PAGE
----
Regardless, Soto remains very young, not turning 20 until during spring training, and catchers generally tend to have somewhat slower development curves anyway. He remains, for me, the highest-ceilinged catching prospect in the system, though obviously very far away. I’m hoping to see him challenged with a promotion to Low A to begin 2019, or at least bumped up to State College when short-season leagues start up. I’m still very high on Soto, but the fact he’s been moved along so slowly tells me the non-hitting aspects of his game are viewed as lagging by the organisation, I believe.

Winston Nicacio, RHP

6’2”, 180 lbs; Bats/Throws: Right/Right

DOB: 29 December 1996

Level(s) in 2018: Peoria (Low A), State College (Short Season+)

Relevant Statistics: 3.51 FIP/23.2% K at State College

So, what’s so great about this guy?

Another of my personal faves in the system (at least in terms of under-the-radar guys, that is), Nicacio was promoted aggressively to full-season ball to begin the year, and pretty much fell flat on his face. He threw fewer than 30 innings at Peoria, posted an ERA north of 7.00 and a K:BB ratio of just about 1.00, and was quickly moved back down to State College once the short-season leagues started up. He was much better for the Spikes, if still not exactly dominant, and finished out the year on a significant upswing, giving some hope he’ll be ready for that Peoria promotion to begin 2019.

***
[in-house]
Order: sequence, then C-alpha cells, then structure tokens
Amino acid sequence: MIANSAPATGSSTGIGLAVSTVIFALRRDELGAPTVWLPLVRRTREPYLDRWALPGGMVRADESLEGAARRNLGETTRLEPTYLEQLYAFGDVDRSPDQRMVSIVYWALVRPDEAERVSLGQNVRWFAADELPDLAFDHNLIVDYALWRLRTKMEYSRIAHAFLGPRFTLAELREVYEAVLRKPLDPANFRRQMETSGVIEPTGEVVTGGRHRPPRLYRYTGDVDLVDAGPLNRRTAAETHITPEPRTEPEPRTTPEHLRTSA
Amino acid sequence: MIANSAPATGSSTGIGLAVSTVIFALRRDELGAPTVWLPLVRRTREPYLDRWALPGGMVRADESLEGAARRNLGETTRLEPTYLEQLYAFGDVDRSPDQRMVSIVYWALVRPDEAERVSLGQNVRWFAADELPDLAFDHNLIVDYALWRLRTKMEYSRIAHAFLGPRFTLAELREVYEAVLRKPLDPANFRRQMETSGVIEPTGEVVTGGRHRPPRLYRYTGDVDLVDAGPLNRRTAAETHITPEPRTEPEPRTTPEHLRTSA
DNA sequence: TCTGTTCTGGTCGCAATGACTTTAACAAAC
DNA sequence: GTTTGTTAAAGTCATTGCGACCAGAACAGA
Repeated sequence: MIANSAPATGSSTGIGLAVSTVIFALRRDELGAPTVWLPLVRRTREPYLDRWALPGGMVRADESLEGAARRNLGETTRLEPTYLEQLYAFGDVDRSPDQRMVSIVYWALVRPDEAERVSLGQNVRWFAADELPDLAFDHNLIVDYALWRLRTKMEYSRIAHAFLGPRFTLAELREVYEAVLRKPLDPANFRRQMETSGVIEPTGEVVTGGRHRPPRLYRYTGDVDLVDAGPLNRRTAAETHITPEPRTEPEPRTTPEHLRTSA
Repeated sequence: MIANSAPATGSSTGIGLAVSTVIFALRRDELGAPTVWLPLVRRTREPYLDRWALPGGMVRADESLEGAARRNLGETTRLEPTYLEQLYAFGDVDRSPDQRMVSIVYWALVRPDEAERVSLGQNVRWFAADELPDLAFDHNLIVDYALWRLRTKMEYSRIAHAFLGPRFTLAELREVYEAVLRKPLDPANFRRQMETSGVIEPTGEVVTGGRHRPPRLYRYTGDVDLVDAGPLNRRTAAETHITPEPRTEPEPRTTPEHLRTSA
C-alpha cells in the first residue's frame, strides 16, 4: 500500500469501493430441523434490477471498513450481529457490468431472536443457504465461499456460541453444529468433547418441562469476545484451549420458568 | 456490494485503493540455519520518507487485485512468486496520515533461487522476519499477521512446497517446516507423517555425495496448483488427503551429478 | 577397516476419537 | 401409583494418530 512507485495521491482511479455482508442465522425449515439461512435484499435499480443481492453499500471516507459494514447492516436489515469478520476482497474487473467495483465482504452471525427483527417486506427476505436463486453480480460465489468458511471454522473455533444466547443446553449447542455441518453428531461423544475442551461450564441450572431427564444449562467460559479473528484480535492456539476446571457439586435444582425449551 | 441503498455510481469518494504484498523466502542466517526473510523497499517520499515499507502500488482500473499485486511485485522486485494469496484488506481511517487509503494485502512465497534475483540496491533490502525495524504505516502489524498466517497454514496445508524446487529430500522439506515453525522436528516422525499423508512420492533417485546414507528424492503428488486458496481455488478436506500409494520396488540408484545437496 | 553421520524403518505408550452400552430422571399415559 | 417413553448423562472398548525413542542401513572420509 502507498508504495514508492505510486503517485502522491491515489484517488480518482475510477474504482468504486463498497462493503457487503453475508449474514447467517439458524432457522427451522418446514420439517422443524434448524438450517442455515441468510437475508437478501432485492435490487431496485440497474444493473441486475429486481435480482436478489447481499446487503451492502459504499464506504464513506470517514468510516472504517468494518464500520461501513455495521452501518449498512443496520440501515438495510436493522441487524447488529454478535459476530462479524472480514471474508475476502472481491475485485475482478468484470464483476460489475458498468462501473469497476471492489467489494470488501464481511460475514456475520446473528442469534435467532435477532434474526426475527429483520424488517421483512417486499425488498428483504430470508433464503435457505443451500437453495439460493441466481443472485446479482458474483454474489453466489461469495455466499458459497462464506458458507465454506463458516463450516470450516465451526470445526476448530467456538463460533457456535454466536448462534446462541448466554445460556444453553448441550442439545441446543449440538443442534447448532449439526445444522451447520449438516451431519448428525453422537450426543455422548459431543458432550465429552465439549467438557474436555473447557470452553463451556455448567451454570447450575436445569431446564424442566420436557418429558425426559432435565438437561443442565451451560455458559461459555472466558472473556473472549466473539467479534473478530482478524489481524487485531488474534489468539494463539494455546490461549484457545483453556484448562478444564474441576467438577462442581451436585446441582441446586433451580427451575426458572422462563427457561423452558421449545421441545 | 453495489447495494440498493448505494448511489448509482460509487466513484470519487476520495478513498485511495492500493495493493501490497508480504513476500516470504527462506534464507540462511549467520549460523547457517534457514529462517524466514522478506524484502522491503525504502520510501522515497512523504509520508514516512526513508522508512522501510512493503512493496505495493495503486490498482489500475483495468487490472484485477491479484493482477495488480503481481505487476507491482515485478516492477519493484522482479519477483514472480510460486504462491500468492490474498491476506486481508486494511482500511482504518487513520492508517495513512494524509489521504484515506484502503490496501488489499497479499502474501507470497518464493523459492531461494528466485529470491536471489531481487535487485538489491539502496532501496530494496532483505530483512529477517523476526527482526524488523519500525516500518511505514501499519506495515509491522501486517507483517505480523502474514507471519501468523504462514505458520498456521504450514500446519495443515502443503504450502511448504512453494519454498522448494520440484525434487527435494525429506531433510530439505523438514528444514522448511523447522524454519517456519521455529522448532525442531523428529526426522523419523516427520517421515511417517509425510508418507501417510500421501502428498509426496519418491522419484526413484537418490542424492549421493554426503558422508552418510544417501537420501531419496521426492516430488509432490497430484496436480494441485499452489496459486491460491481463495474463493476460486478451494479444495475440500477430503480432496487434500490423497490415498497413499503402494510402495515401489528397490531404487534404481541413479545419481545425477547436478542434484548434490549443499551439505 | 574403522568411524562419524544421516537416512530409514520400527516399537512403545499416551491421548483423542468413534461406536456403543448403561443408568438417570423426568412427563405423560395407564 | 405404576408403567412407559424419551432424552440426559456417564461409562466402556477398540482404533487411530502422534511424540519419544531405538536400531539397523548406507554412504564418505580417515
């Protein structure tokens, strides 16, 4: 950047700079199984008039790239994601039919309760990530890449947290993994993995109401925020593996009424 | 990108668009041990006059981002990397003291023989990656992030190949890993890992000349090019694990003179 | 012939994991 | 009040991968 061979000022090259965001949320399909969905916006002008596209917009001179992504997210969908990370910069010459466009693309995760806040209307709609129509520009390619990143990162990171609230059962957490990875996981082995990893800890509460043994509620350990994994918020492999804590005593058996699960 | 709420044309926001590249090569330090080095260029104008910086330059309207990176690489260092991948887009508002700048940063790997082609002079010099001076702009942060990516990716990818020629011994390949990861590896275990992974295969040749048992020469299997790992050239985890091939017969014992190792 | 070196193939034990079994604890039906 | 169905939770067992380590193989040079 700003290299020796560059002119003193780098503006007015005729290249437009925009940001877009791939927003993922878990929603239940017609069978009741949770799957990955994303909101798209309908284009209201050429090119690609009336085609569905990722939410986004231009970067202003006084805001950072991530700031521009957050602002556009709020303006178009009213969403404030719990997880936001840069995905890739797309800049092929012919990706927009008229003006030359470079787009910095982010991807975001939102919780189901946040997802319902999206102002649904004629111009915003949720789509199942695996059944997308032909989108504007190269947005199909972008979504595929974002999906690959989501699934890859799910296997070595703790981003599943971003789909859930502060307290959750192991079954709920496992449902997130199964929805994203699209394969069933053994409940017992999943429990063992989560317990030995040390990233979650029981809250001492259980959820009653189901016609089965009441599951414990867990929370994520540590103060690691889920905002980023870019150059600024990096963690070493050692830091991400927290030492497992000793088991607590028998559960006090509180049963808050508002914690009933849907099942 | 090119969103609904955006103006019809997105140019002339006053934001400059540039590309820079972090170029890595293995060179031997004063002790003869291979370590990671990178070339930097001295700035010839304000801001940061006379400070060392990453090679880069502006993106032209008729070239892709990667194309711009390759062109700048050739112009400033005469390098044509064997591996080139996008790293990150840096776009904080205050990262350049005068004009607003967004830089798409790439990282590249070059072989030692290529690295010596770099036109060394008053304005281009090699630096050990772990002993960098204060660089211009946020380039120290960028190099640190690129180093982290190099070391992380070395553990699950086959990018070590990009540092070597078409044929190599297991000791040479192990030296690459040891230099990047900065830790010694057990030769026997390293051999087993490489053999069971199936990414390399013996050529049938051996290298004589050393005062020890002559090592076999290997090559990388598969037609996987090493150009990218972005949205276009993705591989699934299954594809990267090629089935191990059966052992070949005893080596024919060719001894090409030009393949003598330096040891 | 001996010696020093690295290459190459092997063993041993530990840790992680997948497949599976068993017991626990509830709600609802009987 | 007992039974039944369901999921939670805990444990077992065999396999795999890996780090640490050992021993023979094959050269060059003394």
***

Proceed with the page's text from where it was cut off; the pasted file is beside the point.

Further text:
Nicacio is still a very raw pitcher for being nearly 22 years old, but the raw stuff is good enough I have to highlight him. He’s a low arm slot righty with wicked tailing action on his fastball, and he’ll occasionally flash both a plus slider and an average or above changeup. There’s a little Carlos Zambrano in Nicacio’s near-sidearm fastball, though he has not been a groundball monster to date the way Big Z was, as the pitch has a little more sail and a little less sink, if that makes sense.

I’m still hopeful for Nicacio to take a step forward in 2019, but the clock is beginning to tick a bit for him.

Seth Elledge, RHP

6’3”, 230 lbs; Bats/Throws: Right/Right

DOB: 20 May 1996

Level(s) in 2018: High A in Mariners’ system, Springfield (Double A)

Relevant Statistics: 36.2% K in High A, 29% K in AA

So, what’s so great about this guy?